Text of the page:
Weddle G, Goldman J, Myers A, Newland J. Impact of an Educational Intervention to Improve Antibiotic Prescribing for Nurse Practitioners in a Pediatric Urgent Care Center. J Pediatr Heal Care. 2013;31(2):184–8. https://doi.org/10.1016/j.pedhc.2016.07.005.
Ambroggio L, Thomson J, Murtagh Kurowski E, Courter J, Statile A, et al. Quality Improvement Methods Increase Appropriate Antibiotic Prescribing for Childhood Pneumonia. Pediatrics. 2013;131(5):e1623–31. https://doi.org/10.1542/peds.2012-2635.
Donà D, Zingarella S, Gastaldi A, Lundin R, Perilongo G, Frigo AC, et al. Effects of clinical pathway implementation on antibiotic prescriptions for pediatric community-acquired pneumonia. Lubell Y, ed. PLoS One. 2018;13(2):e0193581. doi:https://doi.org/10.1371/journal.pone.0193581.
Rutman L, Wright DR, OʼCallaghan J, Spencer S, Lion KC, Kronman MP. A Comprehensive Approach to Pediatric Pneumonia. J Healthc Qual. 2017;39(4):e59-e69. doi:https://doi.org/10.1097/JHQ.0000000000000048.
Agwu AL, Lee CK, Jain SK, Murray KL, Topolski J, Miller RE, Townsend T, Lehmann CU. A World Wide Web-based antimicrobial stewardship program improves efficiency, communication, and user satisfaction and reduces cost in a tertiary care pediatric medical center. Clin Infect Dis. 2008 Sep 15;47(6):747–53. https://doi.org/10.1086/591133.
Akter SF, Heller RD, Smith AJ, Milly AF. Impact of a training intervention on use of antimicrobials in teaching hospitals. J Infect Dev Ctries. 2009 Jul 1;3(6):447–451. PubMed PMID: 19762958.
Caruso TJ, Wang E, Schwenk HT, Scheinker D, Yeverino C, Tweedy M, et al. A quality improvement initiative to optimize dosing of surgical antimicrobial prophylaxis. Kurth D, ed. Pediatr Anesth. 2017;27(7):702–10. https://doi.org/10.1111/pan.13137.
Ceradini J, Tozzi AE, D'Argenio P, Bernaschi P, Manuri L, Brusco C, et al. Telemedicine as an effective intervention to improve antibiotic appropriateness prescription and to reduce costs in pediatrics. Ital J Pediatr. 2017;43(1). doi:https://doi.org/10.1186/s13052-017-0423-3
Chan S, Hossain J, Di Pentima MC. Implications and Impact of Prior Authorization Policy on Vancomycin Use at a Tertiary Pediatric Teaching Hospital. Pediatr Infect Dis J. 2015;34(5):506–8. https://doi.org/10.1097/INF.0000000000000615.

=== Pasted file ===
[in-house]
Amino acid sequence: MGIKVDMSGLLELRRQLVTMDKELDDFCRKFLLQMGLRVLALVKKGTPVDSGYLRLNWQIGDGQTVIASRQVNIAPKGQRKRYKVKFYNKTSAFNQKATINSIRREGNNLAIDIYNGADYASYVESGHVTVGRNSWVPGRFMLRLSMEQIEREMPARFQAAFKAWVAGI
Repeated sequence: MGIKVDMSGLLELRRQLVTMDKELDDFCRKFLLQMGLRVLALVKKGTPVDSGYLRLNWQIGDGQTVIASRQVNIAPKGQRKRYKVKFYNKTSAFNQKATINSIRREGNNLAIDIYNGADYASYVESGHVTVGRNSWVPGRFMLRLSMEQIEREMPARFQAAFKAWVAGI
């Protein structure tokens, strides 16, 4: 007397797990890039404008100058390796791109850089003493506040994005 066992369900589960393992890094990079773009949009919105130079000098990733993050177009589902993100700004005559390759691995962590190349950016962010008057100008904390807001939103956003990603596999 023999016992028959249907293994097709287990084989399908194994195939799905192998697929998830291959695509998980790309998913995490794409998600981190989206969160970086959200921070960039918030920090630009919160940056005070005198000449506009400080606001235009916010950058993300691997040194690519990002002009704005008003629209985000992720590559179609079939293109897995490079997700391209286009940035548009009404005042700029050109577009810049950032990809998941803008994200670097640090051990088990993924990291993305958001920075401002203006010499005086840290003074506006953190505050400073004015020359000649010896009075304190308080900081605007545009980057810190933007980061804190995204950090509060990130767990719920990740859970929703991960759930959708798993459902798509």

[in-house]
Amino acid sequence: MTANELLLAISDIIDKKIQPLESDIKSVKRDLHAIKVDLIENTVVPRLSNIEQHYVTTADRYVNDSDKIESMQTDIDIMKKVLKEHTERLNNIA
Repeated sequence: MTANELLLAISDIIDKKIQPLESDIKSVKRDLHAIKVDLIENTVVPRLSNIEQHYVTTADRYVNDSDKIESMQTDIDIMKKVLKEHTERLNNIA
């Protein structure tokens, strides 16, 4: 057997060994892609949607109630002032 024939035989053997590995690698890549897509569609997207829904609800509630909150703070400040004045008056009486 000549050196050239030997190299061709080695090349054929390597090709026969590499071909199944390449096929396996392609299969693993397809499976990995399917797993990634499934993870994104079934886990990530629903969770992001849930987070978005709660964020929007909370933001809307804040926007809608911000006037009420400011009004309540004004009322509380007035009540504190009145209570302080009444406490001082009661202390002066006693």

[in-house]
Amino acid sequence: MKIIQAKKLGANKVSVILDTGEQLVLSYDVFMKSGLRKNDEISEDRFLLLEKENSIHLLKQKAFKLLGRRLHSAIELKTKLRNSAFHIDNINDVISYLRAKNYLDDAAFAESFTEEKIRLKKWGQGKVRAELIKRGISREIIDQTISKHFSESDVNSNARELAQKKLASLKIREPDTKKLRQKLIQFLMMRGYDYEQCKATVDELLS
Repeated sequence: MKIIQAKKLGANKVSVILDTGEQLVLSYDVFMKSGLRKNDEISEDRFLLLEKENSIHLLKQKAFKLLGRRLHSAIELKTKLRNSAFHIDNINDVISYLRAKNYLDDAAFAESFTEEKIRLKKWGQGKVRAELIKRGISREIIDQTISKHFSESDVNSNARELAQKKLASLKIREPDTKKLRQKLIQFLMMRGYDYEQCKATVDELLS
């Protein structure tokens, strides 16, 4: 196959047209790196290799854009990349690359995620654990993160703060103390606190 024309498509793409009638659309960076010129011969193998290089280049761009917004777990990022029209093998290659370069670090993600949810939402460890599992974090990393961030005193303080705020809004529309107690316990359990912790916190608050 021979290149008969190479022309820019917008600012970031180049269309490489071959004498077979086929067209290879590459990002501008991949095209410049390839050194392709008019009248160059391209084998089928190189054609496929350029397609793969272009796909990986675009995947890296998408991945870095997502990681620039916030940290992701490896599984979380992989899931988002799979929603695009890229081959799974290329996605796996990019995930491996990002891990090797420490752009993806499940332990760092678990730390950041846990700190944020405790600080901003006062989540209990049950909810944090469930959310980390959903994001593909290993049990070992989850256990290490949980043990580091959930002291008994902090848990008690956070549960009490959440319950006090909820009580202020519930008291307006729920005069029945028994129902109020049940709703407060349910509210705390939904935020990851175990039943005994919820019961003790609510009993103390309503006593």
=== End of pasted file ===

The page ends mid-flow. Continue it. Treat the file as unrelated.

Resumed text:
Ciofi degli Atti M, Alegiani SS, Raschetti R, Arace P, Giusti A, Spiazzi R, et al. A collaborative intervention to improve surgical antibiotic prophylaxis in children: results from a prospective multicenter study. Eur J Clin Pharmacol. 2017;73(9):1141–1147. doi:https://doi.org/10.1007/s00228-017-2270-y.
Dassner AM, Girotto JE. Evaluation of a Second-Sign Process for Antimicrobial Prior Authorization. J Pediatric Infect Dis Soc. 2018;7(2):113–8. https://doi.org/10.1093/jpids/pix015.
Di Pentima MC, Chan S, Eppes SC, Klein JD. Antimicrobial Prescription Errors in Hospitalized Children: Role of Antimicrobial Stewardship Program in Detection and Intervention. Clin Pediatr (Phila). 2009;48(5):505–12. https://doi.org/10.1177/0009922808330774.
Di Pentima MC, Chan S. Impact of Antimicrobial Stewardship Program on Vancomycin Use in a Pediatric Teaching Hospital. Pediatr Infect Dis J. 2010;29(8):707–11. https://doi.org/10.1097/INF.0b013e3181d683f8.
Di Pentima MC, Chan S, Hossain J. Benefits of a Pediatric Antimicrobial Stewardship Program at a Children’s Hospital. Pediatrics. 2011;128(6):1062–70. https://doi.org/10.1542/peds.2010-3589.
Dimopoulou A, Kourlaba G, Psarris A, Coffin S, Spoulou V, Zaoutis T. Perioperative antimicrobial prophylaxis in pediatric patients in Greece: Compliance with guidelines and impact of an educational intervention. J Pediatr Surg. 2016;51(8):1307–11. https://doi.org/10.1016/j.jpedsurg.2015.11.017.
Doyon S, Perreault M, Marquis C, Gauthier J, Lebel D, Bailey B, et al. Quantitative evaluation of a clinical intervention aimed at changing prescriber behaviour in response to new guidelines. J Eval Clin Pract. 2009;15(6):1111–7. https://doi.org/10.1111/j.1365-2753.2009.01259.x.
Esposito S, Tagliabue C, Picciolli I, Semino M, Sabatini C, Consolo S, et al. Procalcitonin measurements for guiding antibiotic treatment in pediatric pneumonia. Respir Med. 2011;105(12):1939–45. https://doi.org/10.1016/j.rmed.2011.09.003.
Gillon J, Xu M, Slaughter J, Di Pentima MC. Vancomycin Use: Room for Improvement Among Hospitalized Children. J Pharm Pract. 2017;30(3):296–9. https://doi.org/10.1177/0897190016635478.
Goldman JL, Lee BR, Hersh AL, Yu D, Stach LM, Myers AL, et al. Clinical Diagnoses and Antimicrobials Predictive of Pediatric Antimicrobial Stewardship Recommendations: A Program Evaluation. Infect Control Hosp Epidemiol. 2015;36(6):673–80. https://doi.org/10.1017/ice.2015.45.
Gong S, Qiu X, Song Y, Sun X, He Y, Chen Y, et al. Effect of Financially Punished Audit and Feedback in a Pediatric Setting in China, within an Antimicrobial Stewardship Program, and as Part of an International Accreditation Process. Front Public Heal. 2016;4:99. doi:https://doi.org/10.3389/fpubh.2016.00099.
Hersh AL, De Lurgio SA, Thurm C, Lee BR, Weissman SJ, Courter JD, et al. Antimicrobial Stewardship Programs in Freestanding Children’s Hospitals. Pediatrics. 2015;135(1):33–9. https://doi.org/10.1542/peds.2014-2579.
Horikoshi Y, Higuchi H, Suwa J, Isogai M, Shoji T, Ito K. Impact of computerized pre-authorization of broad spectrum antibiotics in Pseudomonas aeruginosa at a children’s hospital in Japan. J Infect Chemother. 2016;22(8):532–5. https://doi.org/10.1016/j.jiac.2016.05.001.
Horikoshi Y, Suwa J, Higuchi H. Kaneto, Furuichi M, Aizawa Y, et al. Sustained pediatric antimicrobial stewardship program with consultation to infectious diseases reduced carbapenem resistance and infection-related mortality. Int J Infect Dis. 2017;64:69–73. https://doi.org/10.1016/j.ijid.2017.09.012.
Horikoshi Y, Kaneko T, Morikawa Y, Isogai M, Suwa J, Higuchi H, et al. The North Wind and the Sun. Pediatr Infect Dis J. 2018;37(2):164–8. https://doi.org/10.1097/INF.0000000000001746.
J. Huebner, A. L. Rack-Hoch, A. Pecar, I. Schmid, C. Klein, J. P. Borde. [Pilot Project of a Pediatric Antibiotic Stewardship Initiative at the Hauner Children’s Hospital] Klin Padiatr 2013; 225: 223–229 doi: https://doi.org/10.1055/s-0033-1349063